Baylor ITS provides several mechanisms for conducting eCommerce. Those systems are critical components of Baylor University's IT infrastructure: handling large numbers of transactions and large amounts of money. Baylor's eCommerce systems are selected, managed and implemented:
Baylor ITS commits to the following standards and procedures and will work to insure the broadest application of these across the university. (Some of these statements may be redundant or overlap. However, they are included here so as to make clear Baylor ITS' intent.)
This guideline should not be construed such that every request for eCommerce can be met with Baylor's current systems. Because Baylor's eCommerce systems were selected and implemented to solve specific business challenges, it is possible that some requests or needs for eCommerce cannot be met with the current systems.
These guidelines will in no way diminish or reduce any other University policies or ITS guidelines. These guidelines should be viewed in light of and in addition to other University policies and ITS guidelines.
The movement of commerce to the Internet brings tremendous opportunities in terms of efficiency, geographic reach, and ease of use for both consumers and merchants. However, this move also brings a number of challenges and risks. The intent of these guidelines is to outline steps that will mitigate Baylor's risks with regard to eCommerce. These risks include the following:
(Note: While Baylor University is a non-profit corporation and enjoys certain exemptions for taxes, when Baylor acts as a merchant for the sale of many goods we are still required to collect and remit sales taxes. This is a complicated area of the law and accounting. Moving transactions to the Internet further complicates this situation for the university. )
As the title of this guideline indicates, the scope of this guideline is to address eCommerce (see definitions) where Baylor is the merchant. Although some of the principles from this guideline may apply, Point of Sale (see definitions) transactions are not covered in this guideline. Further, for the purposes of this guideline, authorizations for payroll deduction are not considered to be eCommerce.
eCommerce: Abbreviation for electronic commerce. A way of doing real-time business transactions via telecommunications networks, when the customer and the merchant are in different geographical places. For the purposes of this document eCommerce is specifically the payment component of the interaction. Further, eCommerce for the purpose of this document involves the use and transmission of information permitting the merchant to receive funds directly from a financial institution (bank account number, credit card number, etc.). Authorization for payroll deduction is not eCommerce for the purposes of this guideline.1
PCI DSS: Abbreviation for Payment Card Industry Data Security Standard. [PCI DSS are the] security procedures from the PCI Security Standards Council for merchants that accept credit cards online. It includes guidelines for user authentication, firewalls, antivirus, encryption, truncating account numbers, programming maintenance and vulnerability testing.2
PA-DSS: PA-DSS is the [PCI Security Standards ] Council-managed program formerly under the supervision of the Visa Inc. program known as the Payment Application Best Practices (PABP). The goal of PA-DSS is to help software vendors and others develop secure payment applications that do not store prohibited data, such as full magnetic stripe, CVV2 or PIN data, and ensure their payment applications support compliance with the PCI DSS. Payment applications that are sold, distributed or licensed to third parties are subject to the PA-DSS requirements. In-house payment applications developed by merchants or service providers that are not sold to a third party are not subject to the PA-DSS requirements, but must still be secured in accordance with the PCI DSS.3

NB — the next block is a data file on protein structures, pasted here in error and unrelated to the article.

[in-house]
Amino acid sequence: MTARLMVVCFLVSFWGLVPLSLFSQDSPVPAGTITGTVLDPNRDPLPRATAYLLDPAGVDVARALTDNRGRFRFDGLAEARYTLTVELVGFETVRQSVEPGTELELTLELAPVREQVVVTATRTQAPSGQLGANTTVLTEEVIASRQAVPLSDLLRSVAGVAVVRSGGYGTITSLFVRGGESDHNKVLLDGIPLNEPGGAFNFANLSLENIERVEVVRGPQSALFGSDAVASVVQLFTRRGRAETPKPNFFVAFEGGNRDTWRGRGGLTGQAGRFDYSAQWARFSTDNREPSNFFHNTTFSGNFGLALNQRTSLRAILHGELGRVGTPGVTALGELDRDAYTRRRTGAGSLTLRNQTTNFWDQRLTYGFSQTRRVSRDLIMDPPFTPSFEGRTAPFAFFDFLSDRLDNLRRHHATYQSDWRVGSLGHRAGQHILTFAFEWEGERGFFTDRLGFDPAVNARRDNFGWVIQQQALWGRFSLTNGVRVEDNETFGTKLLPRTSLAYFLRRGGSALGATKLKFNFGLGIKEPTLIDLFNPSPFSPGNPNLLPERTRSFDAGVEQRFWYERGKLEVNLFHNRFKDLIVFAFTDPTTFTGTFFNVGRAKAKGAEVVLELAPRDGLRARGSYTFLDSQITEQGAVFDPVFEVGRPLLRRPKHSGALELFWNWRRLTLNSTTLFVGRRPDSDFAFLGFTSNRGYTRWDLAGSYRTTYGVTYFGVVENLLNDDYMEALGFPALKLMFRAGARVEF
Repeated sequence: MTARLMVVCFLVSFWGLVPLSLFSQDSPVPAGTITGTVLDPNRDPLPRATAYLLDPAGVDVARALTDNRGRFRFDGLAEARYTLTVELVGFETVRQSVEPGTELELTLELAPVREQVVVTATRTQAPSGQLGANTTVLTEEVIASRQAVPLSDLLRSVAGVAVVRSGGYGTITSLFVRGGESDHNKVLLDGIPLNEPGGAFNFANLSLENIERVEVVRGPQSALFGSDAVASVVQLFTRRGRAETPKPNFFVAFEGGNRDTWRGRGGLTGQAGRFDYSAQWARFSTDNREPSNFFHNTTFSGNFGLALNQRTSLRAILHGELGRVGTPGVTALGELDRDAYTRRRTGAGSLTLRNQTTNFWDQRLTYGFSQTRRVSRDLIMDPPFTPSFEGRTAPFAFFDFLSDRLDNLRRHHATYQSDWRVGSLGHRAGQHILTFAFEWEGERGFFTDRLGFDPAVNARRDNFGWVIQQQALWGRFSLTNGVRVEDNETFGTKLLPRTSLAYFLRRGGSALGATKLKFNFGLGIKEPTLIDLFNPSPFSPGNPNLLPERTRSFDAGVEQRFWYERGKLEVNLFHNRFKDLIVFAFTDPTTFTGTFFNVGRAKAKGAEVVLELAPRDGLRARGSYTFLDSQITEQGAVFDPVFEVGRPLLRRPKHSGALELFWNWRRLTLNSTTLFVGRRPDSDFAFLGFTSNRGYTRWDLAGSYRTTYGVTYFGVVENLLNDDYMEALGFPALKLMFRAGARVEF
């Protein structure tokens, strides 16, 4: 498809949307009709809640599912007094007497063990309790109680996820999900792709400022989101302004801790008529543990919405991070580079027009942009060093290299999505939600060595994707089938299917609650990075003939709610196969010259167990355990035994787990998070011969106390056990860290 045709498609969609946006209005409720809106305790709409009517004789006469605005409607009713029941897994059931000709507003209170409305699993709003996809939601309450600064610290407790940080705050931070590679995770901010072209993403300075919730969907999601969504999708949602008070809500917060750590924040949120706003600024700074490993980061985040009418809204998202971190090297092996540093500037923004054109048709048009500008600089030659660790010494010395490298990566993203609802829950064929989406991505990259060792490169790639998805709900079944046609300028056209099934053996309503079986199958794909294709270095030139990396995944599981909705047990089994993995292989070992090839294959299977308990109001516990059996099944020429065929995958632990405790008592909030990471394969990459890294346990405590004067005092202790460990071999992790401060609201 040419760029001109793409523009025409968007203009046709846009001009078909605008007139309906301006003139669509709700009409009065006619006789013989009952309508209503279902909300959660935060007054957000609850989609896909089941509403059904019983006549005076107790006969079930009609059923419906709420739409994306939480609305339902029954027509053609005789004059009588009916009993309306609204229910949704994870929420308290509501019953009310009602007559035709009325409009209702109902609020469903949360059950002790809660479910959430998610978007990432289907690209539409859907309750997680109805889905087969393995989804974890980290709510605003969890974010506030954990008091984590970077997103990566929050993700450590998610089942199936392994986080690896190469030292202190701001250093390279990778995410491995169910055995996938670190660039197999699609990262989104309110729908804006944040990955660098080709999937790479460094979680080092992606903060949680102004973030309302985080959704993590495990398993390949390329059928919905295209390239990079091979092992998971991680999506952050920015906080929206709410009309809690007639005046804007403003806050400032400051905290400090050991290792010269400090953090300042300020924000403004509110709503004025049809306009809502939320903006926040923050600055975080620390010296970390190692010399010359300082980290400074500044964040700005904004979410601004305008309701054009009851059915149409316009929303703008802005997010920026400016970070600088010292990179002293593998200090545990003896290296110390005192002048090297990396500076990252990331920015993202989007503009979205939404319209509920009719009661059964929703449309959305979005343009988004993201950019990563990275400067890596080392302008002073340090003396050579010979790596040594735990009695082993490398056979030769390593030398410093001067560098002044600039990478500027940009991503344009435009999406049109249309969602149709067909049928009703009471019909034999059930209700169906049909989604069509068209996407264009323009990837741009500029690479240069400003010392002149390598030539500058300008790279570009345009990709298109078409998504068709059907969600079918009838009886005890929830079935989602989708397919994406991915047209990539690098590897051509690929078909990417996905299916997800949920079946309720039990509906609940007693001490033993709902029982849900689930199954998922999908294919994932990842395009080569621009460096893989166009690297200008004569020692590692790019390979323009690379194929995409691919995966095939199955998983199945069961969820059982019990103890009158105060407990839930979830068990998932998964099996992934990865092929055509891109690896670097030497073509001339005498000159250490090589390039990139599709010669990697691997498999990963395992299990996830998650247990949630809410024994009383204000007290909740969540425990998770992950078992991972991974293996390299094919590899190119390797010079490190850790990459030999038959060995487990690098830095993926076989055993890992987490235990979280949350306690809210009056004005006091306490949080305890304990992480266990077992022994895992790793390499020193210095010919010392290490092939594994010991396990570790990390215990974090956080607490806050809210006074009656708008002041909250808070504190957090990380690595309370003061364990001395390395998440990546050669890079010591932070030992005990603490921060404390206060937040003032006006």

SSL: Abbreviation for Secure Sockets Layer. [SSL is] the leading security protocol on the Internet. Developed by Netscape, SSL is widely used to do two things: to validate the identity of a Web site and to create an encrypted connection for sending [or transporting] credit card and other personal data.4
Point of Sale: Capturing data at the time and place of sale. Point of sale systems use computers or specialized terminals that are combined with cash registers, bar code readers, optical scanners and magnetic stripe readers for accurately and instantly capturing the transaction.5
Adopted July 2009.
1eCommerce definition is informed by and partially copied from the Telecom Glossary 2000 associated with the revisions to American National Standard t1.523-2001. (http://www.its.bldrdoc.gov/projects/devglossary/_e-commerce.html)
2PCI DSS definition is copied from the preamble to the PCI DSS entry in the PCMAG.COM online encyclopedia. (http://www.pcmag.com/encyclopedia_term/0,2542,t=PCI+DSS&i=59104,00.asp)
3PA DSS definition is copied from the PCI Security Standards Council's web site. (https://www.pcisecuritystandards.org/security_standards/pa_dss.shtml)
4SSL definition is copied from the preamble to the SSL entry in the PCMAG.COM online encyclopedia. (http://www.pcmag.com/encyclopedia_term/0,2542,t=SSL&i=51944,00.asp)
5Point of Sale definition is copied from the preamble to the PCMAG.COM online encyclopedia. (http://www.pcmag.com/encyclopedia_term/0,2542,t=point+of+sale&i=49444,00.asp)